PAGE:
God can be proven by science. Except when he doesn’t want it that way.

by | Mar 20, 2014 | Evangelism, Science | 0 comments

Yesterday we looked at some of the reasons we as Christians don’t need to buy it when someone says “God can’t be proven by science.” We left with this objection:

That doesn’t solve our problem of being able to use science to prove God. Because if we tried right now, we couldn’t.

In other words, the problem most people have with God and science is that even if God does exist, we can’t go out and “prove” him at will. We can’t get together a team, win a grant, build the lab, run the tests, and, PRESTO!, proof of God. So what’s the point of something like a biblical or philosophical “proof” that science could record evidence of God?

Point taken. How should we reply?

First, we should not default back in to the same mistake we tried to undo with the last post. We don’t say, “Well, God is spirit, and science acts on matter, so we can’t use science to prove God.” That wrongly assumes the division between spirit and matter (and between God and creation) which we’ve already seen doesn’t exist.

Instead, we start here: When we’re talking about God, we are not talking about a thing that we can simply find, manipulate, and test. And the issue isn’t that, well, he’s like…GOD. The issue is that he’s a person. He’s not something inert which we have mastery over. He is his own master, with his own will, and his own desires. To use a crude analogy, imagine that scientists began questioning the existence of your best friend. We’ll call him Carl. You know this is absurd, because, of course, you know Carl. So you call Carl up and say, “Dude, have you seen Google news? A team of researchers from Stanford has gone public with their belief that you don’t exist, and they’ve won a million dollar grant to run a program to prove definitively whether or not you’re real!” Now imagine that Carl doesn’t trust these researchers, or the government program that funded them, and wants no part of their research. So he refuses to go anywhere near that lab. And of course, it would only be a matter of time before the team from Stanford came out with their results–no matter how many tests they run, they can’t find any evidence of Carl. Case closed.

What’s the point of the picture?  Simply that when we are talking about a person, and not simply a thing, we have to factor in their own desires, and their ability to cooperate or not cooperate. If they don’t want to show themselves in any given situation, there will be a lack of evidence they exist, at least right then and there.

Which brings up another issue in our story. You don’t only need to factor in the personhood of the one who’s existence is being questioned, you also need to factor in the personhood of those doing the questioning. The modern scientific establishment, along with materialistic philosophers, has shown the ability to radically doubt any and every piece of evidence that they’re hostile to. To illustrate the conundrum we’re in here, imagine another scenario. Imagine that Carl, on a bad day, turns to you, out of the blue, and says, “You know what, I don’t even believe you exist. Prove it to me. Prove it right now!”   What would you say (“…um…I’m standing right here talking to you…”) that he couldn’t bat down (“I might be dreaming. You might be an imposter.”)?  See what a awkward conversation it would be?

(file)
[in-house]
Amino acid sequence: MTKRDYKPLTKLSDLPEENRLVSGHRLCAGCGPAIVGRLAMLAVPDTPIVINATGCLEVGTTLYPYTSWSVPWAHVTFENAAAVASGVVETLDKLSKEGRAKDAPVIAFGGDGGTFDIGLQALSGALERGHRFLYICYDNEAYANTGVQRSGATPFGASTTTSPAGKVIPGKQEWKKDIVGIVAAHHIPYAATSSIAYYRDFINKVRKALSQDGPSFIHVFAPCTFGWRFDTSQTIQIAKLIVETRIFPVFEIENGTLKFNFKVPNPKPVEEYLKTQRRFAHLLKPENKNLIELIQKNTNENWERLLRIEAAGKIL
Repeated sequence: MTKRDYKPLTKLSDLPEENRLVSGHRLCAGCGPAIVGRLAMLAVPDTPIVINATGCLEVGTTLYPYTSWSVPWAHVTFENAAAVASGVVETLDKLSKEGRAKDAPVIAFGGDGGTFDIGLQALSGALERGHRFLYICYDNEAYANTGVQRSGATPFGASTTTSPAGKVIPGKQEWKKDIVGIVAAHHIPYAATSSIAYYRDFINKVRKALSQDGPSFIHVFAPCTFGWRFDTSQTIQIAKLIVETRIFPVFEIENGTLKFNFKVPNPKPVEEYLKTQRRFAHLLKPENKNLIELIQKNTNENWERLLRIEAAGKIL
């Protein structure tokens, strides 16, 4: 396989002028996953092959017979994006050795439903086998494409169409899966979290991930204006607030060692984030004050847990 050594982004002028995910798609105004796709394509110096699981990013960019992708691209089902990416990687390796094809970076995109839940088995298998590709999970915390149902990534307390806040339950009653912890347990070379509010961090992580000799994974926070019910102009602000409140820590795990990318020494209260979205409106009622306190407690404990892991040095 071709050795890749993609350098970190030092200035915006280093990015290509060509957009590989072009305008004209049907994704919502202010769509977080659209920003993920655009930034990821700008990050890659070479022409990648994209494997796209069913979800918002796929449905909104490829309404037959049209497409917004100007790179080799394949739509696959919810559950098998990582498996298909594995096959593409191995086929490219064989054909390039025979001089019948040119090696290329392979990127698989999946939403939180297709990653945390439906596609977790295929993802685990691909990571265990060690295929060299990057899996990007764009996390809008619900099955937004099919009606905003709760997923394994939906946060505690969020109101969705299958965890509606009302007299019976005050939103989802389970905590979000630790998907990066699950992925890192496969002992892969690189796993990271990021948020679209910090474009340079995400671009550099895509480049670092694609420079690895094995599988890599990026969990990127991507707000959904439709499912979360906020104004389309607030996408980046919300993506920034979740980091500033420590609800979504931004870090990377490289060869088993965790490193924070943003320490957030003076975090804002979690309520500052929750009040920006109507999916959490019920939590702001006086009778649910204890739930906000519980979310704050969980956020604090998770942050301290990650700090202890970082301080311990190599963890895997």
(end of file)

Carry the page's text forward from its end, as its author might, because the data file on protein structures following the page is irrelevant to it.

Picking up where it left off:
This helps us see past an immediate objection to the “team of researchers tries to prove Carl” picture. The God of the Bible is not someone who has refused, ever, to show up and prove himself (like Carl). In fact, as we saw last post, and as the bible amply demonstrates, he loves to do just that. If you seek him, he promises you’ll find him. (I testify that he’s very easy to find.) And often he shows up, undeniably, demonstrably, even for people that aren’t seeking him. But on the other hand, he won’t be commanded like a genie, or made to run our mazes like a rat. We don’t get to tell him what hoops to jump through before we’ll “believe” in him.  If that’s what you require to “prove” God, then you don’t want a God. You want a toy. You want something you can manipulate and control.

Think about it: we can’t even relate to other humans that way, without degrading them. How can we possibly think we can relate to God that way? When he walked among us, Jesus consistently refused to perform tricks at the whims of those who were hostile to him. But for the guy who said, “Lord I believe, help my unbelief!”–Jesus healed his kid. Jesus shows us how God works in all situations.

Science won’t find God while it remains hostile to him, demanding a lab animal to poke and prod. You and Carl wouldn’t want that for yourselves, and God won’t stoop to our  demands either. But to all who look, willing to see (wanting to see!), he shows himself. And, as he has before and will again, sometimes he shows himself in ways that can be tested by any and all kinds of science–physically, undeniably, and convincingly.